Amanda Baker and Chris Lillitou invested in a failing village pub and turned it into a family friendly operation that has widened its appeal through guidebooks and Twitter. Katherine Alano reports
Background Running a pub was not on the agenda of husband and wife team Amanda Baker and Chris Lillitou, until an opportunity came up that was too hard to resist.
Located in the leafy village of Seer Green, near Beaconsfield, the Jolly Cricketers was a failing pub with hardly any trade despite being in a relatively wealthy area. When the owner decided to sell up, he approached Baker and Lillitou to see if they wanted to buy the pub.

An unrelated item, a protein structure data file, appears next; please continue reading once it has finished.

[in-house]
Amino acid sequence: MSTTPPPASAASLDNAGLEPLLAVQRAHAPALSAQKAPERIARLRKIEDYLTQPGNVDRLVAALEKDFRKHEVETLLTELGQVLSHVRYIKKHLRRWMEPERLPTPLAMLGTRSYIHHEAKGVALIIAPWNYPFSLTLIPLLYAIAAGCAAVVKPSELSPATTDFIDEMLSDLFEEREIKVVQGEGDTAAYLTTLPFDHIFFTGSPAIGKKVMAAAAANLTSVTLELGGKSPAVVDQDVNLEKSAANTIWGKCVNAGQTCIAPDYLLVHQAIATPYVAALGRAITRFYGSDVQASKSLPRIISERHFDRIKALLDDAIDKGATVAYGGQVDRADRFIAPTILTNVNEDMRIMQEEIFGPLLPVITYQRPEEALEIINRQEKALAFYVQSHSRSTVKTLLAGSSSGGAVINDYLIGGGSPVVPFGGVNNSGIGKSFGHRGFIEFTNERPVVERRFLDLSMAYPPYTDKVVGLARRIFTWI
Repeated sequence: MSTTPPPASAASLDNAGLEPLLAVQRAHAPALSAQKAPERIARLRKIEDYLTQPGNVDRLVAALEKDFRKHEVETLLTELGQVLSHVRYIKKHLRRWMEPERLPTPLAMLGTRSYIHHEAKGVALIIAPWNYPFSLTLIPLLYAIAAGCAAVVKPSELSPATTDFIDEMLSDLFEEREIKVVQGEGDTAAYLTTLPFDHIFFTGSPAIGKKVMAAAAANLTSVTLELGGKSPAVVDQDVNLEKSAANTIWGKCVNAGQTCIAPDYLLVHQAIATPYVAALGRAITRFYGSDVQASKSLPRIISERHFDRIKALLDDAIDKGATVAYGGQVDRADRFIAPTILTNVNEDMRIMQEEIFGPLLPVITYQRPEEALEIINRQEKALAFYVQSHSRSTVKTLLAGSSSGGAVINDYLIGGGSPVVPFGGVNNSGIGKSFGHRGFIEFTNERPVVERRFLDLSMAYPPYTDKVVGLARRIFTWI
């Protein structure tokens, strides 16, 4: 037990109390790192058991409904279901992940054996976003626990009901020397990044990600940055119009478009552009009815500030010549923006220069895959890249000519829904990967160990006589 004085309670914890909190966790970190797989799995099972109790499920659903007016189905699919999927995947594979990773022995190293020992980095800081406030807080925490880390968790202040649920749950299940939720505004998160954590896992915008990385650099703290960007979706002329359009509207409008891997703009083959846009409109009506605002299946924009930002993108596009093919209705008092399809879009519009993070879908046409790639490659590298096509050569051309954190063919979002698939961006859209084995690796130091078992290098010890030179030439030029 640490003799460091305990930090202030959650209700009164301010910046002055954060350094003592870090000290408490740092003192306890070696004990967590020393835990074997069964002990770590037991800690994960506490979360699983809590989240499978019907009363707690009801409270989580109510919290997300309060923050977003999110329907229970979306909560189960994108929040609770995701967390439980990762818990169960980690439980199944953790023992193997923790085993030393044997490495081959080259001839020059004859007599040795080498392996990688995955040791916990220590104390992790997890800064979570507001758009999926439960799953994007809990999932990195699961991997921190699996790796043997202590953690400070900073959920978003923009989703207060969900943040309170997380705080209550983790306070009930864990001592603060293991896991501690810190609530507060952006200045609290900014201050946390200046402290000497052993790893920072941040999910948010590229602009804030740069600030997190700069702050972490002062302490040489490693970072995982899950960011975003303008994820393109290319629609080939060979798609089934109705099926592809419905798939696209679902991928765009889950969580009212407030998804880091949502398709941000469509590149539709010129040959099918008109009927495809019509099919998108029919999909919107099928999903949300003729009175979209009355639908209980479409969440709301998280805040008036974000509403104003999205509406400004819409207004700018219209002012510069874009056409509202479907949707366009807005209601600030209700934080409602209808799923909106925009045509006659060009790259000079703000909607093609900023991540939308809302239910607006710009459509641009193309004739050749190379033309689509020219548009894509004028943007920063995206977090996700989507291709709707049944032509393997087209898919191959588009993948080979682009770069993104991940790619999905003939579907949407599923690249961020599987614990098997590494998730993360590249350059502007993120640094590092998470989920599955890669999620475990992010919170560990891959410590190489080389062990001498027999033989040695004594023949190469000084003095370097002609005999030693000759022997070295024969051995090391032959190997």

Lillitou worked on local golf courses, including Beaconsfield and Burnham Beeches in Slough.
Á¢ÂÂWe werenÁ¢ÂÂt planning on buying a pub. We knew the village very well and knew that it needed a good pub,Á¢ÂÂ explains Baker.
In March 2008, the couple bought the lease from the owners with Punch Taverns. A year later, just as the recession was hitting the UK, the coupleÁ¢ÂÂs bank agreed to a loan, and they made an offer to Punch to buy the freehold. Punch agreed and they took the pub on in July 2009.
Target market The Jolly Cricketers caters for a broad cross-section of customers from locals to travelling foodies, walkers, families and dog owners.
Á¢ÂÂItÁ¢ÂÂs a pub. We cater for everyone from the real ale drinker to couples who want to dine out on a Saturday night,Á¢ÂÂ says Baker.